Empires in Modern Europe

Block Seminar

Organised by Prof. Pieter M. Judson and Prof. Lucy Riall
29 January, 19-20 February, Sala Belvedere/Sala del Capitolo
Admin. Assistant: Francesca Parenti  
Seminar readings


Seminar Description

The nineteenth and twentieth centuries in Europe saw the rise of self-described nation states at the same time that global and continental empires continued to dominate the state system. The endurance of those empires—indeed the emergence of new empires in the twentieth century-challenges the claims that the nation-state was somehow inevitable, natural, or even necessary in the modern world. Both the proponents of nationhood who idealized national homogeneity and the proponents of multi-cultural imperial models had to adapt their belief systems to the era of mass mobilization that created new forms of political participation, symbolic identifications, social organization, and rituals of community at all levels of European societies.

This seminar explores the ways in which the experience of Empire shaped and influenced European (metropolitan) societies, focusing on how both empires and nation states constituted their ideals and political cultures, often as mirror images of each other, in an age of growing mass political participation and mobilization. In particular, it investigates the ways in which proponents of both imperial and nationalist principles tried to shape European identities, practices, and politics, and it examines how local people engaged those principles and practices to pursue their particular ends. Hence, it is not a seminar that takes the nature of colonial or imperial rule as its starting point, although it does examine legacies of both in European sites. Instead, our Europe-based approach enables us to examine so-called “overseas empires” and “land-based empires” together in the same frame, and to challenge the implicit hierarchy of modern European colonialism that makes France and Britain into emblematic cases from which other, allegedly less successful empires, diverged. In short, we aim to deconstruct rather than to construct typologies of empire.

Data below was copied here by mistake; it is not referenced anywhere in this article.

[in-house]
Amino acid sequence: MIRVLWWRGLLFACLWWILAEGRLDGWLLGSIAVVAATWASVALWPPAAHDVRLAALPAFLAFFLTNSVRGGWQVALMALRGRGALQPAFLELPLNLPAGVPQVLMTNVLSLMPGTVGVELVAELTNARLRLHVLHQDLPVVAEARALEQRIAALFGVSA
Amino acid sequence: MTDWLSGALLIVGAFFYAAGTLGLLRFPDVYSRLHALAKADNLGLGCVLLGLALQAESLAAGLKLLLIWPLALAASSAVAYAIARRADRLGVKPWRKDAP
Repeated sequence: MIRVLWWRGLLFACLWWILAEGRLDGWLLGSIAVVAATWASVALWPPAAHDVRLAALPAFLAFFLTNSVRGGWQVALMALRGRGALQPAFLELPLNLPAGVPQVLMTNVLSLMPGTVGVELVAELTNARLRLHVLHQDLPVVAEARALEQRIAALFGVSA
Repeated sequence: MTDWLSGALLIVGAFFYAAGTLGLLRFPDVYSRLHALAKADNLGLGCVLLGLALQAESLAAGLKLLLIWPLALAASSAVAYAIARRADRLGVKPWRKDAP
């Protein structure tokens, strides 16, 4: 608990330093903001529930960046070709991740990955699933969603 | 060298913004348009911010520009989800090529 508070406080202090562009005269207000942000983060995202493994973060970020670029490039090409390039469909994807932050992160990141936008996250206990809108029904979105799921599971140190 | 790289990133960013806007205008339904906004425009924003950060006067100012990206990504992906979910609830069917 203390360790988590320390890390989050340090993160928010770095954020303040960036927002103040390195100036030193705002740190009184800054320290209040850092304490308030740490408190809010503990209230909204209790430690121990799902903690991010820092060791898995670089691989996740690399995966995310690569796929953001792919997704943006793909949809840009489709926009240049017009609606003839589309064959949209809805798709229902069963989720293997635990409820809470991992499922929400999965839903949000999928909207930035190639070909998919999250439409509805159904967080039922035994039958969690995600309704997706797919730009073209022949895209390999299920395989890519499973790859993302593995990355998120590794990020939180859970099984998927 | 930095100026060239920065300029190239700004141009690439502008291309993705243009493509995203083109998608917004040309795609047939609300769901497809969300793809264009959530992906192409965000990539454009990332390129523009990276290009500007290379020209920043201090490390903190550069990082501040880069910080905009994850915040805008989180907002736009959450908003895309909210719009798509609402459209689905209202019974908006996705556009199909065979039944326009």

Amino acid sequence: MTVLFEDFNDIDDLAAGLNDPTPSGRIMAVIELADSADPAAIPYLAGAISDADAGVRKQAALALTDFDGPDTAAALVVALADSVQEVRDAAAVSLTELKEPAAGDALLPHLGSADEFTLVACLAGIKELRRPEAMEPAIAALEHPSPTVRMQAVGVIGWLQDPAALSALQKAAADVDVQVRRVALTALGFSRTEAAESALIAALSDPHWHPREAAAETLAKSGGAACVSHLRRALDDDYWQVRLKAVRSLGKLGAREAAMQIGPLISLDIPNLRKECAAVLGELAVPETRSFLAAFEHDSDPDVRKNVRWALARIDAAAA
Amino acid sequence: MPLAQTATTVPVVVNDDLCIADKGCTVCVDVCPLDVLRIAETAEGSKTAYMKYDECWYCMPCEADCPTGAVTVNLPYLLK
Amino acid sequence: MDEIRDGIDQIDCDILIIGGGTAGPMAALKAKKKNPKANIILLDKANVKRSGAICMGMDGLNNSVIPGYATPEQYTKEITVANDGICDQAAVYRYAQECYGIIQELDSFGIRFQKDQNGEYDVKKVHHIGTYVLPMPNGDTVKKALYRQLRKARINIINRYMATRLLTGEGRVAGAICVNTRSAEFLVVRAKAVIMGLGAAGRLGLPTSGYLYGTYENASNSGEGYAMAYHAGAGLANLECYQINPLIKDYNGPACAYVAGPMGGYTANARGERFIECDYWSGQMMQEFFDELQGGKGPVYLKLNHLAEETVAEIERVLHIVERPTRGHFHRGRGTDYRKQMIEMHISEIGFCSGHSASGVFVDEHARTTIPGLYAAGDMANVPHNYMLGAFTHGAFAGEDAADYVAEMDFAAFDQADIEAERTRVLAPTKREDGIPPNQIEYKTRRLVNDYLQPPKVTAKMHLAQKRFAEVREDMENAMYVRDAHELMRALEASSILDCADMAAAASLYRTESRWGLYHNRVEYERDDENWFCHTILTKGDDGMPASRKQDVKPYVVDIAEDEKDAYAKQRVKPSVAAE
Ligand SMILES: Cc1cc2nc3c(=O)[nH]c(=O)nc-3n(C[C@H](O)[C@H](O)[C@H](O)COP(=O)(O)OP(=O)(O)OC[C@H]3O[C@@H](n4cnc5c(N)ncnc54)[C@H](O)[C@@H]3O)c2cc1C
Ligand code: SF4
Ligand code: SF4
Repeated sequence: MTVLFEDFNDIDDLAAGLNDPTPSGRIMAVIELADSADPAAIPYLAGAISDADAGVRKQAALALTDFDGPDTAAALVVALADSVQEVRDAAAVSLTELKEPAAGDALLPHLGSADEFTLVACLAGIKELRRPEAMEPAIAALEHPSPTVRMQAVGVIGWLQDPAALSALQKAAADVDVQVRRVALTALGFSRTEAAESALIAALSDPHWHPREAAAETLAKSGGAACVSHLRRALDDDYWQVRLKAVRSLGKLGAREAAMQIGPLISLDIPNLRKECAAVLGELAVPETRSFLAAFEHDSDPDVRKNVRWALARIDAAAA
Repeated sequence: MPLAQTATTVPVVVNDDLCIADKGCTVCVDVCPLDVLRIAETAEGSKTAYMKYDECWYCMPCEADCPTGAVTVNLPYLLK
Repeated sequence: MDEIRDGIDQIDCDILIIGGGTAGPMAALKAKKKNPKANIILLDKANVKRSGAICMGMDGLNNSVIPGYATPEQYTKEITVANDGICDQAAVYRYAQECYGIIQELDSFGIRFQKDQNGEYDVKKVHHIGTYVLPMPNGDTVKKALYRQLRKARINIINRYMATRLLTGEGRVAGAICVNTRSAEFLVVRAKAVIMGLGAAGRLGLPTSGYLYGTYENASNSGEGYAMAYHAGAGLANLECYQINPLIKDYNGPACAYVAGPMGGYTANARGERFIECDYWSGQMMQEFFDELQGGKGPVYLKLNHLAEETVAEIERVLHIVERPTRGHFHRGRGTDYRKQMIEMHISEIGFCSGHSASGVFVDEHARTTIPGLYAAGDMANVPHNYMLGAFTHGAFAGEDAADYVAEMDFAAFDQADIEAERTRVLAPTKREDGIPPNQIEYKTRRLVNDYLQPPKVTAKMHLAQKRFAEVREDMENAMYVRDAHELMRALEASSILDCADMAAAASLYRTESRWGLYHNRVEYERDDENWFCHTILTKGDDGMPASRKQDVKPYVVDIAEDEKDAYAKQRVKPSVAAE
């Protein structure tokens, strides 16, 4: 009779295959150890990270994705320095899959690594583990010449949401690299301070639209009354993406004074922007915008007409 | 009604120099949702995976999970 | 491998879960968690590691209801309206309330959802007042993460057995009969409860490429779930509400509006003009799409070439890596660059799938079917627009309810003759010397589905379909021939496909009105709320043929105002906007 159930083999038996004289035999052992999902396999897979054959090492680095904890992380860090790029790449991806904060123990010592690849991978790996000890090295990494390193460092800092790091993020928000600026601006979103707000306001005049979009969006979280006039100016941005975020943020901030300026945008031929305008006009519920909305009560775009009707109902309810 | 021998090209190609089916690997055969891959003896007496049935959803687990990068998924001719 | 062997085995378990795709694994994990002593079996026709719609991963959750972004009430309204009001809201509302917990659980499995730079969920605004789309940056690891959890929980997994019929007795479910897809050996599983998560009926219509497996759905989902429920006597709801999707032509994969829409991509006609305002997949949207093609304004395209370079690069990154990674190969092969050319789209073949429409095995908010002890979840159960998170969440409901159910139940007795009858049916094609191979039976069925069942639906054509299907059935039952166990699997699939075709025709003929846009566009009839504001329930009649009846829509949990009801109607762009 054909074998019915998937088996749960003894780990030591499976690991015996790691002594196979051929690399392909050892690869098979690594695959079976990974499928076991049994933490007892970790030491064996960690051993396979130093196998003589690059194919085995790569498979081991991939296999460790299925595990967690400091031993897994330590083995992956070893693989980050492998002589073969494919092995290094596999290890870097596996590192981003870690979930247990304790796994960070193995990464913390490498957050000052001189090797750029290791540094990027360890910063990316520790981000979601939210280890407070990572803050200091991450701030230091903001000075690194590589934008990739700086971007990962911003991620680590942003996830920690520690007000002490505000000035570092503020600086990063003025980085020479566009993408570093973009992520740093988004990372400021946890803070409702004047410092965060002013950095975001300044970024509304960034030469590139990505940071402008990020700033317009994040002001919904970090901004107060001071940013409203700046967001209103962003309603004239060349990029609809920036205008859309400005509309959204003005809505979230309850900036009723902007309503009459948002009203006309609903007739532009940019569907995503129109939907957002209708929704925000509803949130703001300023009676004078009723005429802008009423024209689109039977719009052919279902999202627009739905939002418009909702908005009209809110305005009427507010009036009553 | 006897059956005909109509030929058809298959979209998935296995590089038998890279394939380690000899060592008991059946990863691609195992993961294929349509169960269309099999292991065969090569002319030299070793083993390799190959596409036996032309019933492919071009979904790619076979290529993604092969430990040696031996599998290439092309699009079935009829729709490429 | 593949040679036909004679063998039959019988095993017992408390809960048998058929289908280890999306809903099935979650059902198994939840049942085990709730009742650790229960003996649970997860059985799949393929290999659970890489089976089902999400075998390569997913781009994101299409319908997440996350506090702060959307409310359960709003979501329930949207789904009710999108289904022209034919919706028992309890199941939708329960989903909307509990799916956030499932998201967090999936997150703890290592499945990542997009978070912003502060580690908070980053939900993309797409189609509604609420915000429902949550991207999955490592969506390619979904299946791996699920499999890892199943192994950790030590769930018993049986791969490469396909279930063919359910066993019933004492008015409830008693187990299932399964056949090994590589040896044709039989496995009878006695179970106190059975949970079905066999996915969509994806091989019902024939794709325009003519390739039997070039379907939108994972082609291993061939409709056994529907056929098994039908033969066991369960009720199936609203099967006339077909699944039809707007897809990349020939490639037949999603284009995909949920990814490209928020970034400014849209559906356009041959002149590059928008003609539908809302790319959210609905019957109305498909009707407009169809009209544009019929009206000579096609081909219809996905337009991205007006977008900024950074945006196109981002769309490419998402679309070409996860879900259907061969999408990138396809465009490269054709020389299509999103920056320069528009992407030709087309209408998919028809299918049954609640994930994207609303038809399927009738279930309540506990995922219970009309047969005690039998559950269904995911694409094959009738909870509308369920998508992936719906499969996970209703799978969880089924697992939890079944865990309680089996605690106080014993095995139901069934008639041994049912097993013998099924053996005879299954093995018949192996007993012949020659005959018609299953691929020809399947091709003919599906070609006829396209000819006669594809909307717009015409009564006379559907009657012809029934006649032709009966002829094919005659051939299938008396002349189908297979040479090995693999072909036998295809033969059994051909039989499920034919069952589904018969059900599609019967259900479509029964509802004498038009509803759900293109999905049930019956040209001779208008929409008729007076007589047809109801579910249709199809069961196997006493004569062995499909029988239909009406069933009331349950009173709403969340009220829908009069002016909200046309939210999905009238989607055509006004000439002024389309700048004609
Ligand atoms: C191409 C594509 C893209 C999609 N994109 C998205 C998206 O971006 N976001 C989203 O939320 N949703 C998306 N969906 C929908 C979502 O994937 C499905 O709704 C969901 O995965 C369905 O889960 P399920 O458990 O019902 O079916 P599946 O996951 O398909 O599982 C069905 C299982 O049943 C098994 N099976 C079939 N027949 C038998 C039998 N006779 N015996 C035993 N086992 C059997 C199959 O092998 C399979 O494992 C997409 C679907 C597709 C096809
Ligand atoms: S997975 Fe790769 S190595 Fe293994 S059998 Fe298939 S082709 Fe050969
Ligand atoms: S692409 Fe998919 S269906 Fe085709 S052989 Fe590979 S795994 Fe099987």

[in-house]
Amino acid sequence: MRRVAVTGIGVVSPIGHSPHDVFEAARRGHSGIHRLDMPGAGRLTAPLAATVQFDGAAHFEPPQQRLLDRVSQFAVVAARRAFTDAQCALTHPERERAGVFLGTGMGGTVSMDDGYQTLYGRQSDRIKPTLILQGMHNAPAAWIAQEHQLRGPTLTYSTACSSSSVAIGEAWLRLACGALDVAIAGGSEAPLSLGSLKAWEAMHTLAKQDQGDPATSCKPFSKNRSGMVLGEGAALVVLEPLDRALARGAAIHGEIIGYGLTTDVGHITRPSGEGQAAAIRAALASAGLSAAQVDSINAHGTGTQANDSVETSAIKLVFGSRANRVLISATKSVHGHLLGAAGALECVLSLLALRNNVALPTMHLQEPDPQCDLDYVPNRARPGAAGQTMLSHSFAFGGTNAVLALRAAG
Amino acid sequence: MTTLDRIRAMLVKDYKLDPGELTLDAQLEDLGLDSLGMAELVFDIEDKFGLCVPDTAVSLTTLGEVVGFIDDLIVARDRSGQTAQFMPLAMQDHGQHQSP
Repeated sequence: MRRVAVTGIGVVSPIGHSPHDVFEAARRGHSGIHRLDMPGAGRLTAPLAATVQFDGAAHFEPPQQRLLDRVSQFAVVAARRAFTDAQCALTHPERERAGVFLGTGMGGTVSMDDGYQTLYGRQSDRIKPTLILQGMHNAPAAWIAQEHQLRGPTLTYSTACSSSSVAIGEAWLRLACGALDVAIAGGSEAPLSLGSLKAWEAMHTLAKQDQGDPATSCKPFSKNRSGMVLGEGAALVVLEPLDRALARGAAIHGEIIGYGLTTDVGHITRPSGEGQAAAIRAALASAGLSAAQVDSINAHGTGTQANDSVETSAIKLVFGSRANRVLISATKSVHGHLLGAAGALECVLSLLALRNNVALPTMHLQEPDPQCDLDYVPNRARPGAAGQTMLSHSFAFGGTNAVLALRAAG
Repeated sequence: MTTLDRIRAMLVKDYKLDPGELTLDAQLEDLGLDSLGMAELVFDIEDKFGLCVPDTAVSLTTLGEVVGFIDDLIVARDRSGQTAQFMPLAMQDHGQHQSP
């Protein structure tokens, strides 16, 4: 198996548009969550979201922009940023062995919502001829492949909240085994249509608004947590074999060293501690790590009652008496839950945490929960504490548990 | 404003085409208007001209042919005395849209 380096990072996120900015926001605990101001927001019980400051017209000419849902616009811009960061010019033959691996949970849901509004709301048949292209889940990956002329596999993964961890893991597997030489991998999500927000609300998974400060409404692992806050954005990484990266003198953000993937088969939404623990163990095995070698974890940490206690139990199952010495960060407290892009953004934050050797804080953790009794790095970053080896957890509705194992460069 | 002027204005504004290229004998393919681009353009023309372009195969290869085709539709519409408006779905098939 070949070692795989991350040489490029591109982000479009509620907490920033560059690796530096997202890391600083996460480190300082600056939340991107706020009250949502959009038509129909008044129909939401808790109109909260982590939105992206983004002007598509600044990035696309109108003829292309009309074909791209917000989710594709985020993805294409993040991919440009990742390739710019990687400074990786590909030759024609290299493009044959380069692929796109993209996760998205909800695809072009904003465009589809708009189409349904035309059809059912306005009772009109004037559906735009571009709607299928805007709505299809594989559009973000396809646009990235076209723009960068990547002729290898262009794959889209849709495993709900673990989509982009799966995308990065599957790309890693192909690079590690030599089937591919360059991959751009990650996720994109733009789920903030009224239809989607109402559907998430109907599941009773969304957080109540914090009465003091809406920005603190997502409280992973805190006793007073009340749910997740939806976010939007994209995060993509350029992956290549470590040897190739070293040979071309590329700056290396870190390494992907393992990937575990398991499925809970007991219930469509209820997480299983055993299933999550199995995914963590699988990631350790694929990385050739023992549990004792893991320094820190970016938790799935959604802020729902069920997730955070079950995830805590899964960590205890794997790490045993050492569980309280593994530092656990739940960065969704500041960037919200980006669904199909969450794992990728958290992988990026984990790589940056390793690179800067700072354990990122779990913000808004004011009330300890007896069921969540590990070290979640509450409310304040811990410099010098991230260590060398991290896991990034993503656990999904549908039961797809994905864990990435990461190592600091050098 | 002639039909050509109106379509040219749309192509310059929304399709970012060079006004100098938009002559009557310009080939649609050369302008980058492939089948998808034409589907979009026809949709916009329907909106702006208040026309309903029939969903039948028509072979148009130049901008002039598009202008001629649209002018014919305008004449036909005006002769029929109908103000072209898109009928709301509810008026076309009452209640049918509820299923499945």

Seminar Structure (18 hours):

Friday 29 January 2016, 9.30-11.30; 13.30-15.30; 16.15-18.15
Friday 19 February 2016, 10.00-12.00; 13.30-15.30; 16.30-18.30
Saturday 20 February 2016, 10.00-11.30; 11.45-13.30; 15.00-17.00



29 January 2016 (Sala Belvedere) - Mobilities and Travel

Session 1: Global Space and ‘Civilising Missions’ (09:30-11:30)

  • J. Osterhammel, The transformation of the world: A global history of the nineteenth century (Princeton, 2014 [2009], ch.17: ‘Civilisation and exclusion’, pp.826-55
  • M. Harper and S. Constantine, Migration and Empire (Oxford, 2010), ch.6: ‘Exile into bondage? Non-white migrants and settlers’

Session 2: Unfree Labour (13:30-15:30)

  • C. Anderson, ‘Convicts and coolies: rethinking indentured labour in the nineteenth century,’ Slavery and Abolition, 2009, 30 (1), 9-109